Wondering what the FODMAP diet is and if it works, you’re not alone. The FODMAP has been gaining acceptance in recent years for people with IBS or other digestive problems, it can be a real lifesaver and for others it may not actually do much.

What Is the FODMAP Diet?

The FODMAP diet has gained popularity in the past few years for its ability to help alleviate symptoms for those with digestive issues. FODMAP is an acronym, that stands for Fermentable Oligo-saccharides, Di-saccharides, Mono-saccharides And Polyols. To break this down in more simple terms, FODMAPs are short chain carbohydrates found in many foods such as apples, honey, agave syrup, sugar alcohols, garlic, wheat, inulin and onion.

Current research investigating diet and irritable bowel syndrome indicates FODMAPs may contribute to Irritable bowel syndrome (IBS) symptoms in some people, as many of these foods are poorly absorbed in the small intestine and can then be fermented by bacteria to produce gas and digestive symptoms.

The aim of the FODMAP diet is to partially, or completely, eliminate FODMAPs from your diet for a period (usually 2-6 weeks) to see if these foods are contributing to your digestive symptoms. After you have completed the elimination phase and experienced a reduction in symptoms, FODMAP containing foods can slowly be reintroduced one at a time. This reintroduction phase aims to highlight any potential food triggers, so you can see which foods, if any, are causing your digestive discomfort.

What foods should be avoided on this diet?

Fermentable Oligosaccharides
There are two different groups of oligosaccharides: fructans and galactans. Fructans are found in wheat products, onions, garlic, artichokes. Galactans are found in lentils, chickpeas, and soy-based products.

The most commonly known disaccharide is lactose, which naturally occurs in milk and some dairy products and requires lactase, a digestive enzyme, for absorption. Milk, yogurt, soft cheeses, ice cream and puddings are all disaccharides containing lactose.

Fructose is a monosaccharide found in fruits. Fructose absorption is enhanced when it is combined with sources of glucose, another type of sugar. Therefore, when it comes to FODMAPs, not all fruits are equal. Those containing equal amounts of fructose and glucose may be more easily tolerated. Some examples of higher-fructose containing foods that may cause gastrointestinal symptoms include (but is not limited to) agave, honey, mangos, watermelon, sugar snap peas and high fructose corn syrup.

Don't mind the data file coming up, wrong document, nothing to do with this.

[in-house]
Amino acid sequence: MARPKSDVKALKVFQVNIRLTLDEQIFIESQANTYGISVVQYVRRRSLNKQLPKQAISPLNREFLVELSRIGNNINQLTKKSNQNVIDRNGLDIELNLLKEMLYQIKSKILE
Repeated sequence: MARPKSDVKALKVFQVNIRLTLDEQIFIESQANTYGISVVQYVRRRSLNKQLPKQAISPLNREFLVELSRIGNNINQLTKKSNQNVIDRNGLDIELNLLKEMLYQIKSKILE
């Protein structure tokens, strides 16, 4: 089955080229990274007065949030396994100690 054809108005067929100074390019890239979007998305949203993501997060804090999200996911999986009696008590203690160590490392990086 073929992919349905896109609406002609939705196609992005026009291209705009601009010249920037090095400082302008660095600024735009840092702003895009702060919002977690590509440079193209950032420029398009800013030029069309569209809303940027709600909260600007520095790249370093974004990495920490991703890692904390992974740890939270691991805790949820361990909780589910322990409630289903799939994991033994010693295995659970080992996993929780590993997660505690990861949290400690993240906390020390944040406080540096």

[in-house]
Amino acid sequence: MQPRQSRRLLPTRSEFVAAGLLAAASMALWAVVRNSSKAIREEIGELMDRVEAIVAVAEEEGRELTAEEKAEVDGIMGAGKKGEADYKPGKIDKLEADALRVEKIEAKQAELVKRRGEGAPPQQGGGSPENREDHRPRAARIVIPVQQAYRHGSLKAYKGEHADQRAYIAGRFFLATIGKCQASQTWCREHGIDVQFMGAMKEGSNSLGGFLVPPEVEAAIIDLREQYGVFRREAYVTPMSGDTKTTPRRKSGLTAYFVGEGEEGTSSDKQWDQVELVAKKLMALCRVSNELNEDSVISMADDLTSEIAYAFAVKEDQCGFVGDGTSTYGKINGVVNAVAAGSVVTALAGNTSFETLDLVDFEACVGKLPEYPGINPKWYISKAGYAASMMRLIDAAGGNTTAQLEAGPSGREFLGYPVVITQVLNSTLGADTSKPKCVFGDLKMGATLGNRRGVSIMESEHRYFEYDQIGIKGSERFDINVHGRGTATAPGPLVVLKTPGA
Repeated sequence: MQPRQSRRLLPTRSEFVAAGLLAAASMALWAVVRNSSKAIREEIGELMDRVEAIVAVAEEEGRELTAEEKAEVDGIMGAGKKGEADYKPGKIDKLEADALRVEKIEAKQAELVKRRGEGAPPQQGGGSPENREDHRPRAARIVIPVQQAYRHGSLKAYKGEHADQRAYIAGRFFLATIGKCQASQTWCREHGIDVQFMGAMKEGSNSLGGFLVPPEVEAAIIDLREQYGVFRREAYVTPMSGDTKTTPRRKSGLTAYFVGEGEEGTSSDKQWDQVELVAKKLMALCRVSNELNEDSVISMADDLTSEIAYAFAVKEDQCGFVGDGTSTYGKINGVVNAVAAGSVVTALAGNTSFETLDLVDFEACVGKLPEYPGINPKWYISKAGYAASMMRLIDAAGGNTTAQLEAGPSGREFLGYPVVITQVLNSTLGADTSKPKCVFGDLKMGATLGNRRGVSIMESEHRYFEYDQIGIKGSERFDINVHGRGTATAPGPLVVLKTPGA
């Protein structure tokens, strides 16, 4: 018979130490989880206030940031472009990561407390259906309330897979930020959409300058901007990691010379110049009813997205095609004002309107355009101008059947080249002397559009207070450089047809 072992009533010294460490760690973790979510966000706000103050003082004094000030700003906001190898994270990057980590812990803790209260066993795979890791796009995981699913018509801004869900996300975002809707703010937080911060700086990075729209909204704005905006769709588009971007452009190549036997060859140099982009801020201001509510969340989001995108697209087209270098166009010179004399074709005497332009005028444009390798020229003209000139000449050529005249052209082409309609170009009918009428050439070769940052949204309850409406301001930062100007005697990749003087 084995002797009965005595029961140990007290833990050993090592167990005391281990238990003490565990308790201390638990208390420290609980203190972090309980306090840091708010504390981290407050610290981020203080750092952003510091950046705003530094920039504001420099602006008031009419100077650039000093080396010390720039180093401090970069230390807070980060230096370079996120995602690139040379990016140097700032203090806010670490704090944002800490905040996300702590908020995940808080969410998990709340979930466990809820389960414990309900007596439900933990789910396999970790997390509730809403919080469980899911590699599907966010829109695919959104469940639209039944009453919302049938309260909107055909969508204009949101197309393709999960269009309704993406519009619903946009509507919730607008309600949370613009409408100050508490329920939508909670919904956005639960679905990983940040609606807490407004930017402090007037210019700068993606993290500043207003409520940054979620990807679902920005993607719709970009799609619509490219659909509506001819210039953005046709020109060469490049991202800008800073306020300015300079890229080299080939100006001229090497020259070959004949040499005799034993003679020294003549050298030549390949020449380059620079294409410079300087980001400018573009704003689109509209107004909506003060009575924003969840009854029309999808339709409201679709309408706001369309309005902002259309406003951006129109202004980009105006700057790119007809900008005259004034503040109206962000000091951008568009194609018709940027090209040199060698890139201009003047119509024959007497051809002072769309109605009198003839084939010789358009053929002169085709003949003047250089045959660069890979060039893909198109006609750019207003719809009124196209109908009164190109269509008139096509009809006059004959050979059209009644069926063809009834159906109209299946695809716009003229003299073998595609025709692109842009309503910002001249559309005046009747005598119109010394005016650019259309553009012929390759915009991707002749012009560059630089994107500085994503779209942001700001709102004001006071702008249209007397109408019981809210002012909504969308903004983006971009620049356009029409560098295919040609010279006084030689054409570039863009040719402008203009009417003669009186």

Polyols are sugar alcohols found in some stone fruits (such as cherries and nectarines), apples and pears; in vegetables such as mushrooms and cauliflower; and in some sugar substitutes containing xylitol or sorbitol.

*This is not an exhaustive list.

What conditions is the FODMAP diet helpful for?

The FODMAP diet may be well suited to those with Irritable Bowel Syndrome(IBS) or digestive problems. IBS is a common functional gastrointestinal disorder, characterized by gastrointestinal symptoms that are not explained by other disorders. The most common symptoms of IBS include excessive gas, bloating, altered bowel habits and lower abdominal pain.

Even those with the best digestion may not absorb FODMAP foods, however it is thought that symptoms may be more prominent in those with IBS due to factors such as gut hypersensitivity and/or bacterial overgrowth.

A side-note on IBS: It’s common for your doctor to diagnose you with IBS and tell you that you’ll just have to live with it and that there’s nothing you can do. This is not the case, I work with clients to overcome their IBS through food.

When should you use the FODMAP diet?

The FODMAP diet isn’t typically my go-to with clients initially at least. It’s more of a last resort, but it can be useful, particularly when symptoms just aren’t going away.

Prior to a FODMAP diet, I would look at food sensitivities and stress factors. If nothing resolves, then I’d look at SIBO (small intestinal bacterial overgrowth) and the FODMAP diet.

The FODMAP way of eating is not designed as a long-term diet plan. It can help individuals heal their gut, gain some control over their symptoms and investigate their potential trigger foods or intolerances, but it isn’t a diet you want to go at alone as it can be quite complex, especially with the process of elimination and reintroduction. If you want to do the FODMAP diet, research indicates it works best when those following the diet have the time and commitment to follow the program as strictly as possible.

Is the FODMAP diet a long-term solution?

This diet is ideally a short term-term diet to help you investigate whether FODMAPs are playing a role in your digestive symptoms. Since it’s so restrictive, it has the potential to limit many nutritious food groups. Often though, it’s only a few foods that actually cause issues, not every single FODMAP food.  After the reintroduction stage, if you realize there are a couple of foods that still trigger issues, you may decide to leave out those certain ones.

Some benefits of a FOMAP diet can include

  • Symptom management and understanding of potential food intolerances & triggers
  • Reduction in the consumption of refined sugars
  • Healing of the GI tract
  • Shorter time span than some therapeutic diets used for digestive symptoms (approximately 2-8 weeks elimination, followed by reintroduction phase)

Some limitations of a FOMAP diet can include

  • This diet allows some foods which may not be considered healthy, such as refined, processed foods, just because they are low FODMAP
  • Lengthy reintroduction stage
  • Requires a lot of body awareness and discipline
  • Time consuming, impacts on social life (e.g. eating out can be challenging)
  • May be challenging for vegans to get adequate nutrition, as certain foods such as most beans and legumes are restricted on the diet.

Carol Aguirre MS, RD/LDN